When I first read that Forever Unknown’s new EP was going to be titled Say it Back, my mind went to a trend I’ve seen on Instagram, where people will take a selfie in their stories and then post a prompt that says something like “Good morning say it back.” Then, people will respond with their own selfies and greetings that the original poster then shares. It’s a good way to build camaraderie and spread good cheer relatively quickly.
The second thing that comes to mind when reading this EP’s title is crowd participation at a rock show.
I would argue both contexts are relevant to this EP. This EP is one that will translate to crowd participation well at a show. In my brief interactions with the band and their unending source of moral support Erika Stromsoe, I’ve always gotten a sense of approachability and genuineness – something that is expressed well in the music. It’s not overproduced, and the emotions expressed all occur through this lens of good old garage rock.
This is a release in which the young rock act comes into their own. To be honest though, to call this band a “young rock act” feels a bit patronizing. They don’t need any qualifiers before describing their music. Vocalist Micah Stromsoe-Delorenzo has a way of sneer-singing in the song “Gravity” that seems to drive this point home.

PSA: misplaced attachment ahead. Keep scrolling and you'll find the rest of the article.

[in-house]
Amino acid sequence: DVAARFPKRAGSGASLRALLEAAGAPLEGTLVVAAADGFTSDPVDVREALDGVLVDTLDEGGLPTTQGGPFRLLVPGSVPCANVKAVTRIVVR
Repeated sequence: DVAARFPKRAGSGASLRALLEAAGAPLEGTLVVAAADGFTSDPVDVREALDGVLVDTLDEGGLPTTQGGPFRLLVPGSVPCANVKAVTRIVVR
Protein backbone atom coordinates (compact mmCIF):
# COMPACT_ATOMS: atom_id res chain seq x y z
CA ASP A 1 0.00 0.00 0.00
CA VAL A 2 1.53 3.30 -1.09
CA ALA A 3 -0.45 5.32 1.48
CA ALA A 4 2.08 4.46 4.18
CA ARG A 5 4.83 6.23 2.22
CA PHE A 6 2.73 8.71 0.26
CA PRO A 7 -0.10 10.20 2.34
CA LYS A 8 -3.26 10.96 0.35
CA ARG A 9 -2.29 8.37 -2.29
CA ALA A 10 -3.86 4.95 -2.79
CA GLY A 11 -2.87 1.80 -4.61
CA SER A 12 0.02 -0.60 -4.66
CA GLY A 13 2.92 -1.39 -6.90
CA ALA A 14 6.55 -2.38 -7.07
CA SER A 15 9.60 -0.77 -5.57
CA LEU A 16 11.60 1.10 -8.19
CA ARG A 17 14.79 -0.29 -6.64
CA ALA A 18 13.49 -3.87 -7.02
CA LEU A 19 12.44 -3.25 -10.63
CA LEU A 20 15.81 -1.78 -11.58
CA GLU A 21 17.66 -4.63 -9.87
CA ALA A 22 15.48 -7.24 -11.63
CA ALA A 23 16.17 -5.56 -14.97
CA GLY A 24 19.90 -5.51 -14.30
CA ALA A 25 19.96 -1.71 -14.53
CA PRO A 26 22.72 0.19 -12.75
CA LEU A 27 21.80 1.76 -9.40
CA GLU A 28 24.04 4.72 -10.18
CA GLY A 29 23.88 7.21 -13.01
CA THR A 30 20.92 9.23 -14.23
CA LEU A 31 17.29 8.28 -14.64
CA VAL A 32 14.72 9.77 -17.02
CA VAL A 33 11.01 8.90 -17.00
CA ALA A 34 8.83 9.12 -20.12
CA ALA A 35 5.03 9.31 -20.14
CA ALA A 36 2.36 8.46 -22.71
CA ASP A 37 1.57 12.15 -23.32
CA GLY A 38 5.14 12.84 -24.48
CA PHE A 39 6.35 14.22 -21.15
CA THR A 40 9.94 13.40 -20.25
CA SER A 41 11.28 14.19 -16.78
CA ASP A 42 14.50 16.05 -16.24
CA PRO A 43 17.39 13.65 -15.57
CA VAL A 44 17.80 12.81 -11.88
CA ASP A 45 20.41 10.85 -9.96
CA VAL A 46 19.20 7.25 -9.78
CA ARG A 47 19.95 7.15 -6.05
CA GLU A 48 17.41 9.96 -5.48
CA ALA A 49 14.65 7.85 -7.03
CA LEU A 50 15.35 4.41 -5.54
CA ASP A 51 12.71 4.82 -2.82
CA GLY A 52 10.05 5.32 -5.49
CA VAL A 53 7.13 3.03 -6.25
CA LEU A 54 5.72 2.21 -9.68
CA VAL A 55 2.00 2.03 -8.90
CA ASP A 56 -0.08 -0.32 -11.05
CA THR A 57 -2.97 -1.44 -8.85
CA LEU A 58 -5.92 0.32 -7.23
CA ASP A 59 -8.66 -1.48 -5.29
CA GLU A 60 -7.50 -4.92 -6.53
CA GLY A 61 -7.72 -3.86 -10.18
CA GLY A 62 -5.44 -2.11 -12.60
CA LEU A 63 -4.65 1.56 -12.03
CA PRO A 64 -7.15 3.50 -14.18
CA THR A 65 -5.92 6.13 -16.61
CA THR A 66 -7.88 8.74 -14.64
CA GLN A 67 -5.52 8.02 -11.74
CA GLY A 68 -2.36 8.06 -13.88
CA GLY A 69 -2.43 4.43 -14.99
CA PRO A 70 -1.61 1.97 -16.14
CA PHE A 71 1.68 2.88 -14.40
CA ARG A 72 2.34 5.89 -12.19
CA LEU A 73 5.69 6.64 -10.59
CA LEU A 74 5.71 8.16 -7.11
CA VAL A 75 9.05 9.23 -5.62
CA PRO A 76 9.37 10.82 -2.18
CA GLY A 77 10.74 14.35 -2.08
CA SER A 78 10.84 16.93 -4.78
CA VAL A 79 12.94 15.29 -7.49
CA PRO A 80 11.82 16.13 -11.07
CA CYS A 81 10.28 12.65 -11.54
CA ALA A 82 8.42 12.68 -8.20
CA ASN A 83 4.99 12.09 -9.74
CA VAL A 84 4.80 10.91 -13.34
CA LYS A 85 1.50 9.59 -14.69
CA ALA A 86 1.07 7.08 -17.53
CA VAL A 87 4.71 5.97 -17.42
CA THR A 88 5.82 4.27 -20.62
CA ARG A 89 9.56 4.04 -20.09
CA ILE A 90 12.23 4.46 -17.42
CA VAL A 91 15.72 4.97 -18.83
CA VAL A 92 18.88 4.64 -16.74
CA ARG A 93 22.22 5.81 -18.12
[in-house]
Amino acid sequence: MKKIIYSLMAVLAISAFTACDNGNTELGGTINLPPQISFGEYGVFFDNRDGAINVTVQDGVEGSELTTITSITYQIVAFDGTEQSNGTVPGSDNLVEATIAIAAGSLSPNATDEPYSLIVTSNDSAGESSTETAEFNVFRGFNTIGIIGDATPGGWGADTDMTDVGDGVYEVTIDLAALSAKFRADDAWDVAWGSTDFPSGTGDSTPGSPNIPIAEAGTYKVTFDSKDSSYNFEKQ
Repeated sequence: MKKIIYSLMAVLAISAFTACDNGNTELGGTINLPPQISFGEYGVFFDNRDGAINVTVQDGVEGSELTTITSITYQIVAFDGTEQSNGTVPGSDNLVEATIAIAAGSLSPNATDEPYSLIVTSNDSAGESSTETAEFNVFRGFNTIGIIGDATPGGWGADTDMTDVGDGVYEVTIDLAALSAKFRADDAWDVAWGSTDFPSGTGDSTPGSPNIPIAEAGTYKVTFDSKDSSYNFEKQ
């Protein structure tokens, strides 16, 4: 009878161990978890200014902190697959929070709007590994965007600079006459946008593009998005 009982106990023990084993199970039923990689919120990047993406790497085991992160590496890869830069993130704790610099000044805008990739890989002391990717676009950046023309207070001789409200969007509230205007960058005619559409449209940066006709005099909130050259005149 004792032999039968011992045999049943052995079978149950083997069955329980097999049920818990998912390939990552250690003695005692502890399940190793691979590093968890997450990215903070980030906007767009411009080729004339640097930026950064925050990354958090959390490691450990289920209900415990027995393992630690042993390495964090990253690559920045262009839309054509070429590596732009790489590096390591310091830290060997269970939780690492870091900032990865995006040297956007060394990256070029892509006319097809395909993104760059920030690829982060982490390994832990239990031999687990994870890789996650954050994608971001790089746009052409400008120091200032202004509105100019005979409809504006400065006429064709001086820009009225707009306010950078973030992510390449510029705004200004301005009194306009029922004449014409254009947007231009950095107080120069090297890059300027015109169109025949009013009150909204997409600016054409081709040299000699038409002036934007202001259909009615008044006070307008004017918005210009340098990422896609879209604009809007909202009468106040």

The band really shines on their single “Manic Pixie Dream Girl” which feels like it was transported directly out of my aunt’s vinyl collection back in the 80s into my neighbor’s garage for an impromptu show. My mom’s guilty pleasure is the song “Walk Like an Egyptian,” and while this song doesn’t have any corny dance moves to go along with it, it has a bit of a similar iconic feel to it, I daresay.
The nearly six minute long “The Ballad of Dorothy Hale,” I’ll admit, I was worried I’d be bored by. Which, given the serious topical nature of the song, I’m a little ashamed to type. But the song honors a tough topic with a driving, engaging product that holds my attention and then some. The exhortation of “Dorothy, tell me what’s on your mind” makes me want to seek out the “Dorothy” in my life and just listen to whatever it is that they have to say.
Overall, I’m extremely impressed by the hooks and overall crispness of the EP. The feeling I get listening to this is one of assertion and confidence on a level that’s never been more accessible for the band. Jakob Mooney’s handprints are all over this and he continues to make his mark as a “go to” producer and engineer in Columbus. I’m sad Tuned Up followers didn’t get to experience them live at Steadfast 2020 in person but I’m thinking maybe there will be a way to remedy that soon.
Follow the band on Instagram.